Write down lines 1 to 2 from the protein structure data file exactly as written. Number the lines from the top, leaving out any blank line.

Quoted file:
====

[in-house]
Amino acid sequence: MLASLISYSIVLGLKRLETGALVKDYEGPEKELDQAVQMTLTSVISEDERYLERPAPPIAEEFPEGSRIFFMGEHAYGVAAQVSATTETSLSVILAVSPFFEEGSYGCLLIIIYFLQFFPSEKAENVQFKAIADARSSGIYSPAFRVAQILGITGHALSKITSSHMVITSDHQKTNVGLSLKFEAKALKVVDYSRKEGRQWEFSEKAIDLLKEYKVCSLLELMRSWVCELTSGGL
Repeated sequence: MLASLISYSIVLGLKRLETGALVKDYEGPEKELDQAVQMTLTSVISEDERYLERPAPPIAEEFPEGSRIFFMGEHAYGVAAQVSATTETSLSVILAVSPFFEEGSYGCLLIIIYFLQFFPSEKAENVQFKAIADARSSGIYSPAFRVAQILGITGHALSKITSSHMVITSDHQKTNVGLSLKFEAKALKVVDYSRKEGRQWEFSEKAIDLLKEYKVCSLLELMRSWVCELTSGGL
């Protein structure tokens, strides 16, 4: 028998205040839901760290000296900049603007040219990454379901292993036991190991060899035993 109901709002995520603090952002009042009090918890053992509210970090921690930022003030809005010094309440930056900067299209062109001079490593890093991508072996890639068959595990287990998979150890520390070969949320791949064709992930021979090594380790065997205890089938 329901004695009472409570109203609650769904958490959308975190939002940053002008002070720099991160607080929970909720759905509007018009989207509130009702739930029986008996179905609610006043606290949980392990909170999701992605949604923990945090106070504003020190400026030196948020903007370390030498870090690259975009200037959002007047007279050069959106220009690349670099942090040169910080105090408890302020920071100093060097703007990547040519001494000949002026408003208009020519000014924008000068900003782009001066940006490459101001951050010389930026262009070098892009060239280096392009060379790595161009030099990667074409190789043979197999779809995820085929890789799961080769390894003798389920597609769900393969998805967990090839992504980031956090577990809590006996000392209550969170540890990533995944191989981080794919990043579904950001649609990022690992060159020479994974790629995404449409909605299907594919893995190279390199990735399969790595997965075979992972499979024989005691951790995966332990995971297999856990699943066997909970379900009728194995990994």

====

[in-house]
Amino acid sequence: MLASLISYSIVLGLKRLETGALVKDYEGPEKELDQAVQMTLTSVISEDERYLERPAPPIAEEFPEGSRIFFMGEHAYGVAAQVSATTETSLSVILAVSPFFEEGSYGCLLIIIYFLQFFPSEKAENVQFKAIADARSSGIYSPAFRVAQILGITGHALSKITSSHMVITSDHQKTNVGLSLKFEAKALKVVDYSRKEGRQWEFSEKAIDLLKEYKVCSLLELMRSWVCELTSGGL